Indigenous communities were well represented in government and politics, but they continued to bear a disproportionate share of poverty and unemployment. Government educational and health services remained unavailable to many indigenous groups living in remote areas.
Indigenous lands were not fully demarcated, and land reform remained a central political problem. Historically, some indigenous persons shared lands collectively under the “ayllu” system, which did not receive legal recognition during the transition to private property laws. Despite laws mandating reallocation and titling of lands, recognition and demarcation of indigenous lands were not completed.
Acts of Violence, Discrimination, and Other Abuses Based on Sexual Orientation and Gender Identity
The constitution and the law prohibit discrimination based on sexual orientation and gender identity. The human rights ombudsman reported in May that the government registered 64 killings of LGBTI individuals in the last 10 years. The government investigated 14 cases, but the courts had not sentenced anyone for these crimes.“
A 2016 gender identity law allows members of the transgender community to change their name, sexual identification, and picture on all legal identity cards and birth certificates. Following the promulgation of the law, more than 140 persons officially changed the identity documents to reflect their gender.” On June 27, the Supreme Electoral Tribunal expanded the law by granting transsexual and transgender persons the right to marry legally. On November 9, however, the Constitutional Tribunal ruled a portion of the 2016 law unconstitutional, specifically the article that allows transgender individuals to “exercise all fundamental, political, labor, civil, economic and social rights.” On November 24, the court stated that the Legislative Assembly must specifically address the issue of marriage and adoption for transgender individuals.
According to the LGBTI activist community, “biological women” often failed to include transsexual women in advocacy efforts when fighting for greater rights for women in society.
According to activist sources in the LGBTI community, violence against transgender persons decreased due in part to better community awareness of LGBTI issues. For example, the Santa Cruz police commander regularly received updates from LGBTI activists about the violence and social problems the community faced. Moreover, the commander allowed transgender individuals that were incarcerated to be held in areas in accordance to their chosen sex. Police continued to be a threat to transgender individuals engaged in sex work.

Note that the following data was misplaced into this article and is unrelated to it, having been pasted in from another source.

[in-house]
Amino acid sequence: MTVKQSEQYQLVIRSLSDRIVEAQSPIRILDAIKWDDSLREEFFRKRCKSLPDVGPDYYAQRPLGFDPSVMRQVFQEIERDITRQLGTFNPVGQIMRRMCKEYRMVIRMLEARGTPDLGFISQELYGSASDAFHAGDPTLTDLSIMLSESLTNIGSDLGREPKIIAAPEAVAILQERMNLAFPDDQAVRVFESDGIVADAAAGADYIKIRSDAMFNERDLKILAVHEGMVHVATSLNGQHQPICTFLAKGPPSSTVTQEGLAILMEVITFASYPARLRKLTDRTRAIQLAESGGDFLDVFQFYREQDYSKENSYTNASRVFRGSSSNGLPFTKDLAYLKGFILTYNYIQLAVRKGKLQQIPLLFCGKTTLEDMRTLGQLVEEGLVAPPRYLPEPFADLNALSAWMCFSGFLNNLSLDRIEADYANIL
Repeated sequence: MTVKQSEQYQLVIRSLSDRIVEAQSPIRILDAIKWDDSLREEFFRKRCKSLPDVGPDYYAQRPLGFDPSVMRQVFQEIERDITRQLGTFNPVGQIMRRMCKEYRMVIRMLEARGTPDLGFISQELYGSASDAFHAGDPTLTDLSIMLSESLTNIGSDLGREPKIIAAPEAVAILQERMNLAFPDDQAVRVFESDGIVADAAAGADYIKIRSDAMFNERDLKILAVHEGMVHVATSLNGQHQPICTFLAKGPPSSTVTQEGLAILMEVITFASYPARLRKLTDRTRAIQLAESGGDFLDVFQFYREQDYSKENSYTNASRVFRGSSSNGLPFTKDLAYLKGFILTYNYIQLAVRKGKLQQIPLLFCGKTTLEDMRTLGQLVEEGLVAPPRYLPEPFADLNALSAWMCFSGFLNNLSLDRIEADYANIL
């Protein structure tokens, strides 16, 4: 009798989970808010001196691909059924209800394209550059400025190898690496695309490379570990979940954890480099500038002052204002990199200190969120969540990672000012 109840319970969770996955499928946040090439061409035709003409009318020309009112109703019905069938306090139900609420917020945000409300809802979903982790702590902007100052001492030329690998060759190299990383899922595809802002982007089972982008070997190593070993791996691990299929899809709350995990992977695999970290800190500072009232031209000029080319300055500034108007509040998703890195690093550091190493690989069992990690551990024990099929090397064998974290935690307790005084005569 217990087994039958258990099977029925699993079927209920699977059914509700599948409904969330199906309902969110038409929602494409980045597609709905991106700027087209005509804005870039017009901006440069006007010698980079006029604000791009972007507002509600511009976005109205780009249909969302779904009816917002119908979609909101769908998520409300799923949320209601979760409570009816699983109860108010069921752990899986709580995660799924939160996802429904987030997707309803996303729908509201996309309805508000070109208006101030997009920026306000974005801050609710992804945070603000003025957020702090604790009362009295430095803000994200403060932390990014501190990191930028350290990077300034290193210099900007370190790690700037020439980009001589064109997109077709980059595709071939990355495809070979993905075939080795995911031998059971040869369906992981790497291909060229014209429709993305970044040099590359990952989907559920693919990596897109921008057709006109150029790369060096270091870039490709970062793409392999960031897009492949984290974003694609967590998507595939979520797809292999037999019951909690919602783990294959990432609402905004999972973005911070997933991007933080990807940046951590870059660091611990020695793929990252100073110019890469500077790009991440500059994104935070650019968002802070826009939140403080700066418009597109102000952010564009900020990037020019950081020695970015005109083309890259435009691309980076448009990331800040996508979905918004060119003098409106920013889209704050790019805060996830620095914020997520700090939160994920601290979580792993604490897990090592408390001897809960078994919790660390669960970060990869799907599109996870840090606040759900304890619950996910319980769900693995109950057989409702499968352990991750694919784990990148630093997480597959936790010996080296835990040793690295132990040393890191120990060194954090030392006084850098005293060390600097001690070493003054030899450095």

LGBTI persons faced discrimination in the work place, at school, and when seeking to access government services, especially in the area of health care. Transgender individuals remained particularly vulnerable to abuse and violence. The Bolivian Coalition of LGBT Collectives reported in 2016 that 72 percent of transgender individuals abandoned their secondary school studies due to intense discrimination. Transgender activists said a majority of the transgender community was forced to seek employment in the commercial sex sector because of discrimination in the job market and unwillingness on the behalf of employers to accept their credentials.
Elderly LGBTI persons faced high rates of discrimination when attempting to access health-care services, and there were no legal mechanisms in place to transfer power of attorney to a same-sex partner.
HIV and AIDS Social Stigma
Although the law prohibits discrimination against persons with HIV/AIDS, pervasive discrimination persisted. Ministry of Health authorities reported that discrimination against persons with HIV/AIDS was most severe in indigenous communities, where the government was also least successful in diagnosing cases.
Activists reported discrimination forced HIV-positive persons to seek medical attention outside the country.
Other Societal Violence or Discrimination
Mob violence in lieu of justice was a consequence of limited police resources and an inefficient judicial system. Supporters of mob violence in lieu of justice claimed limited policing and lack of faith in the justice system properly to punish criminals justified their actions. Although official statistics did not exist, media reports suggested mob violence in lieu of justice led to 30-40 deaths each year. The government took no formal action to combat acts of mob violence couched as vigilante justice.